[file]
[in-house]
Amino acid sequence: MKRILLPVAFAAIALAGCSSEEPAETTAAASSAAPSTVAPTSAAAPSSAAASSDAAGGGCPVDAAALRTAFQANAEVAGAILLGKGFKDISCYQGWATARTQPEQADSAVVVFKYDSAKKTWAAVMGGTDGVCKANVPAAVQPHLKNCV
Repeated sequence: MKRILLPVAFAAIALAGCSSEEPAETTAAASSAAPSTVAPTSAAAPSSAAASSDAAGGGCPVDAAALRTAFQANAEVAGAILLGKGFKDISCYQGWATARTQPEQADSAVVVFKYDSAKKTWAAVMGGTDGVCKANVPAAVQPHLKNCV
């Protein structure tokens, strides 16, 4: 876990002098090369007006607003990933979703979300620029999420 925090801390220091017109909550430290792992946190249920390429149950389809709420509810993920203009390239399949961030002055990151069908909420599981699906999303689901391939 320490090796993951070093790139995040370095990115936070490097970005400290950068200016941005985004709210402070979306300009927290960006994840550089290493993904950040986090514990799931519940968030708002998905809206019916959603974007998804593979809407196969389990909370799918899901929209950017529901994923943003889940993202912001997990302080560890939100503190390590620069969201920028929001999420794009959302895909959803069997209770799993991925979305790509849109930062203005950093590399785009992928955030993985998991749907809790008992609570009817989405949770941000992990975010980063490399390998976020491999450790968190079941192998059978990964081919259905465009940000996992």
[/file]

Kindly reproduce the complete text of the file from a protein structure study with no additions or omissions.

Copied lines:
[in-house]
Amino acid sequence: MKRILLPVAFAAIALAGCSSEEPAETTAAASSAAPSTVAPTSAAAPSSAAASSDAAGGGCPVDAAALRTAFQANAEVAGAILLGKGFKDISCYQGWATARTQPEQADSAVVVFKYDSAKKTWAAVMGGTDGVCKANVPAAVQPHLKNCV
Repeated sequence: MKRILLPVAFAAIALAGCSSEEPAETTAAASSAAPSTVAPTSAAAPSSAAASSDAAGGGCPVDAAALRTAFQANAEVAGAILLGKGFKDISCYQGWATARTQPEQADSAVVVFKYDSAKKTWAAVMGGTDGVCKANVPAAVQPHLKNCV
């Protein structure tokens, strides 16, 4: 876990002098090369007006607003990933979703979300620029999420 925090801390220091017109909550430290792992946190249920390429149950389809709420509810993920203009390239399949961030002055990151069908909420599981699906999303689901391939 320490090796993951070093790139995040370095990115936070490097970005400290950068200016941005985004709210402070979306300009927290960006994840550089290493993904950040986090514990799931519940968030708002998905809206019916959603974007998804593979809407196969389990909370799918899901929209950017529901994923943003889940993202912001997990302080560890939100503190390590620069969201920028929001999420794009959302895909959803069997209770799993991925979305790509849109930062203005950093590399785009992928955030993985998991749907809790008992609570009817989405949770941000992990975010980063490399390998976020491999450790968190079941192998059978990964081919259905465009940000996992």